Comparing UTXO transactions with Accounts transactions

Lets consider if Bitcoin had no batching and I had to somehow send BTC to multiple people:

3f99102c76af2ecfe7c7da826cbefd8a5d4465ac2c63e88a975df89b23c8bf5d has 1 input and 5 outputs

Size for each input and output involved in tx

Input: 91 vB

Output 1: 32 B 
Output 2: 32B
Output 3: 32 B
Output 4: 31 B
Output 5: 32 B

Size of original tx: 344 / 235 bytes 
Virtual size / weight: 263 / 1049

Fee for original tx: 0.00019 BTC

If you create 5 transactions to use one input and different outputs mentioned in above tweet, 91*4=360vB extra will be required or maybe more.

If same fee rate is used (73 sat/vB), 0.00026 BTC extra fee will have to paid


One of the reasons batching is used by lot of people in Bitcoin:

transactions – p2pkh vs. p2pk keeping public key private

I just got into learning Bitcoin programming through Jimmy Song’s Programming Bitcoin.
Jimmy says that some of p2pkh’s advantages over p2pk include:

  1. a smaller ScriptPubKey

  2. keeping one’s public key private

I completely agree with the first advantage but I’m having a little trouble with the second advantage.

Jimmy explains that, if ECDSA was every broken, one could steal bitcoin from another entity because they could find their public key in the ScriptPubKey (if they were using p2pk) and create a valid signature.

My question is: If all we are doing is moving the public key from the ScriptPubKey to the ScriptSig, what security does that grant us if the ScriptSig is also accessible? If I was to spend a UTXO that was made to my public key hash, my public key would be public. Couldn’t a malicious user who had broken ECDSA keep looking for a UTXO ScriptPubKey with my hash in it, copy my public key from the previous transaction, generate a signature, and steal my bitcoin? It seems to me that my public key is private as long as I don’t spend anything.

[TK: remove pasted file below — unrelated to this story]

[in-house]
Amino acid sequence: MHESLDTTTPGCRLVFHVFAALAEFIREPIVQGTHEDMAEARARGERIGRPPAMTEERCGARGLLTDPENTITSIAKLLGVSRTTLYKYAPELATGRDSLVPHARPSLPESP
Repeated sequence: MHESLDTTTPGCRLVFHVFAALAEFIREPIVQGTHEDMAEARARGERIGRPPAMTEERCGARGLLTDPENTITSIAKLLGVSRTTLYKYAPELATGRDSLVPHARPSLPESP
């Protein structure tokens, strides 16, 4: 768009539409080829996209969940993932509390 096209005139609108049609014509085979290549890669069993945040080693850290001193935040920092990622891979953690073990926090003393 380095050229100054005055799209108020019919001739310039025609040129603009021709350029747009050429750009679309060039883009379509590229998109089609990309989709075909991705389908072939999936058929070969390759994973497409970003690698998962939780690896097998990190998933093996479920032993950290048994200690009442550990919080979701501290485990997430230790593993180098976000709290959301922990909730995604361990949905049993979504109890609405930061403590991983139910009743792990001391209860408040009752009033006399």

Of course, I know I’m missing something 🙂 Any help is appreciated.

unconfirmed transactions – Instantly Accept Bitcoin Payments (0 confirmation trx)

GAP600 is a service (that has processed $5 billion in cryptocurrency) which allows exchanges and payment service providers to process Bitcoin payments instantly (0 confirmation trx). It guarantees a transaction against double-spend, expiration or other fraud even before it is confirmed by the Bitcoin network:

GAP600 facilitates instant, risk-mitigated cryptocurrency commerce by
enabling exchanges to recognize unconfirmed Bitcoin.. transactions as
final using a proprietary risk engine, which analyzes and performs
live risk scoring for each transaction as it reaches the mempool.

How is it possible to guarantee a transaction against double-spend, expiration or other fraud before it is confirmed by the Bitcoin network? What kind of “risk analysis” might be performed to achieve this result?

bitcoin feeless transactions – Bitcoin Stack Exchange

The mobile application cashapp specifically says I can send bitcoin to any address anywhere in the world for free.

Coinbase also says they can do off the network transactions instantly and for free as long as both parties have a coinbase address…how does this work ? Does a miner check these transactions ?

Where does the concept of average transaction fee come into place ?

How do light clients using compact-block-filters get relevant unconfirmed transactions?

There’s no design consideration in Neutrino / BIP157 for unconfirmed transactions, but it’s not as much of a concession with context. A light wallet can effectively do nothing with an unconfirmed transaction, as they can not verify anything about its validity to begin with. At best it is a suggestion that a transaction may have occurred, but this is even weaker than a normal unconfirmed transaction sent to a fully validating wallet.

It has always been an issue with “SPV” wallets that they can be duped into showing completely absurd false data, for BIP37 especially it was completely possible to sniff the incoming filter and dynamically produce transactions paying to the addresses that likely matched it billions of dollars. The client, as dumb as it is, can only show them to the user and hope that common sense prevails.

segregated witness – Were anyone-can-spend transactions valid before SegWit?

Non-segwit nodes (legacy nodes) see segwit transactions as anyone-can-spend (ACS) transactions. It is clear that such a nodes can (and do) validate blocks containing ACS transactions, because the scripts they run are compatible with the original rules of Bitcoin (this is why SegWit is considered a soft fork). However, I see around the statement that a miner running a non-segwit node cannot include a ACS transaction in his own mining block, because, if he had managed to mine that block, segwits nodes would reject it because digital signatures were missing, resulting in an orphaned block.

Is it correct what I’m saying? If yes, let me consider the following scenario BEFORE the creation and implementation of SegWit on Bitcoin: